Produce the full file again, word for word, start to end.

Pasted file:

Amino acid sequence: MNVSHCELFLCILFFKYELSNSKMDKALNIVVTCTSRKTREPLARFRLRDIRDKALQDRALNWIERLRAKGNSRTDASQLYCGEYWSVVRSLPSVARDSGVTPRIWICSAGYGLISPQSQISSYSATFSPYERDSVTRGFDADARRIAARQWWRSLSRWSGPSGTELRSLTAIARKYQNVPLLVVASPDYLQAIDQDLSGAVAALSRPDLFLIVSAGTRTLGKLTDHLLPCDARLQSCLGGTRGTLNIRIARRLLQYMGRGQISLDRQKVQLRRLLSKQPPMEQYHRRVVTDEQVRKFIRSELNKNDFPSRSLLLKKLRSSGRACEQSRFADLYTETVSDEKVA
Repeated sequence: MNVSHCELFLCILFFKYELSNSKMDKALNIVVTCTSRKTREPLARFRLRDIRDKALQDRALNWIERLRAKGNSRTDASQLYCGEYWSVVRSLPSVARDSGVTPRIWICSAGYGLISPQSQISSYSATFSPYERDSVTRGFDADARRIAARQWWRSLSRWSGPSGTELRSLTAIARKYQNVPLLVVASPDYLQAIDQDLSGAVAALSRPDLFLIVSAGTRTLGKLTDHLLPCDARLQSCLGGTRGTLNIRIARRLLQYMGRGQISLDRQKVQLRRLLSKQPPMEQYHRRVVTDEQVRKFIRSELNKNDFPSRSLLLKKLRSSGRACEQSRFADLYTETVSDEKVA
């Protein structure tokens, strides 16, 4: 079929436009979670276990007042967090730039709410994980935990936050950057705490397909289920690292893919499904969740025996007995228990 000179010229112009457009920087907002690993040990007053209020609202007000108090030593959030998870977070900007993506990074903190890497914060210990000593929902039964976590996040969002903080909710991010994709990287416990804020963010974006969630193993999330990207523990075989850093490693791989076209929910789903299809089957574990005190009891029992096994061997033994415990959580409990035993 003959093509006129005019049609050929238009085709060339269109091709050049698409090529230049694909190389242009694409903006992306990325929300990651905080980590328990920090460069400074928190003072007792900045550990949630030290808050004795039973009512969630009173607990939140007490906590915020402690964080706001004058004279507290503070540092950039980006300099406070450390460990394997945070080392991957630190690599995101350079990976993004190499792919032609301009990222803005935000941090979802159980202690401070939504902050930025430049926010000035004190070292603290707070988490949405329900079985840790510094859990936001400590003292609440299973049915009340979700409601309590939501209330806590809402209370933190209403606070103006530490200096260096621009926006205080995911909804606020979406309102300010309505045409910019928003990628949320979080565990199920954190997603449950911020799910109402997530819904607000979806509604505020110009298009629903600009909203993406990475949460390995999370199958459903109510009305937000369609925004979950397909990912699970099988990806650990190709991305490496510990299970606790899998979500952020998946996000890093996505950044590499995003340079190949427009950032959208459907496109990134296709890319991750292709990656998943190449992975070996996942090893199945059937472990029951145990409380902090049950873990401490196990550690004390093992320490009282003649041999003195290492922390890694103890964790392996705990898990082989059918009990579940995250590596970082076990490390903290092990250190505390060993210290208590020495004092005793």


Amino acid sequence: MNVSHCELFLCILFFKYELSNSKMDKALNIVVTCTSRKTREPLARFRLRDIRDKALQDRALNWIERLRAKGNSRTDASQLYCGEYWSVVRSLPSVARDSGVTPRIWICSAGYGLISPQSQISSYSATFSPYERDSVTRGFDADARRIAARQWWRSLSRWSGPSGTELRSLTAIARKYQNVPLLVVASPDYLQAIDQDLSGAVAALSRPDLFLIVSAGTRTLGKLTDHLLPCDARLQSCLGGTRGTLNIRIARRLLQYMGRGQISLDRQKVQLRRLLSKQPPMEQYHRRVVTDEQVRKFIRSELNKNDFPSRSLLLKKLRSSGRACEQSRFADLYTETVSDEKVA
Repeated sequence: MNVSHCELFLCILFFKYELSNSKMDKALNIVVTCTSRKTREPLARFRLRDIRDKALQDRALNWIERLRAKGNSRTDASQLYCGEYWSVVRSLPSVARDSGVTPRIWICSAGYGLISPQSQISSYSATFSPYERDSVTRGFDADARRIAARQWWRSLSRWSGPSGTELRSLTAIARKYQNVPLLVVASPDYLQAIDQDLSGAVAALSRPDLFLIVSAGTRTLGKLTDHLLPCDARLQSCLGGTRGTLNIRIARRLLQYMGRGQISLDRQKVQLRRLLSKQPPMEQYHRRVVTDEQVRKFIRSELNKNDFPSRSLLLKKLRSSGRACEQSRFADLYTETVSDEKVA
């Protein structure tokens, strides 16, 4: 079929436009979670276990007042967090730039709410994980935990936050950057705490397909289920690292893919499904969740025996007995228990 000179010229112009457009920087907002690993040990007053209020609202007000108090030593959030998870977070900007993506990074903190890497914060210990000593929902039964976590996040969002903080909710991010994709990287416990804020963010974006969630193993999330990207523990075989850093490693791989076209929910789903299809089957574990005190009891029992096994061997033994415990959580409990035993 003959093509006129005019049609050929238009085709060339269109091709050049698409090529230049694909190389242009694409903006992306990325929300990651905080980590328990920090460069400074928190003072007792900045550990949630030290808050004795039973009512969630009173607990939140007490906590915020402690964080706001004058004279507290503070540092950039980006300099406070450390460990394997945070080392991957630190690599995101350079990976993004190499792919032609301009990222803005935000941090979802159980202690401070939504902050930025430049926010000035004190070292603290707070988490949405329900079985840790510094859990936001400590003292609440299973049915009340979700409601309590939501209330806590809402209370933190209403606070103006530490200096260096621009926006205080995911909804606020979406309102300010309505045409910019928003990628949320979080565990199920954190997603449950911020799910109402997530819904607000979806509604505020110009298009629903600009909203993406990475949460390995999370199958459903109510009305937000369609925004979950397909990912699970099988990806650990190709991305490496510990299970606790899998979500952020998946996000890093996505950044590499995003340079190949427009950032959208459907496109990134296709890319991750292709990656998943190449992975070996996942090893199945059937472990029951145990409380902090049950873990401490196990550690004390093992320490009282003649041999003195290492922390890694103890964790392996705990898990082989059918009990579940995250590596970082076990490390903290092990250190505390060993210290208590020495004092005793």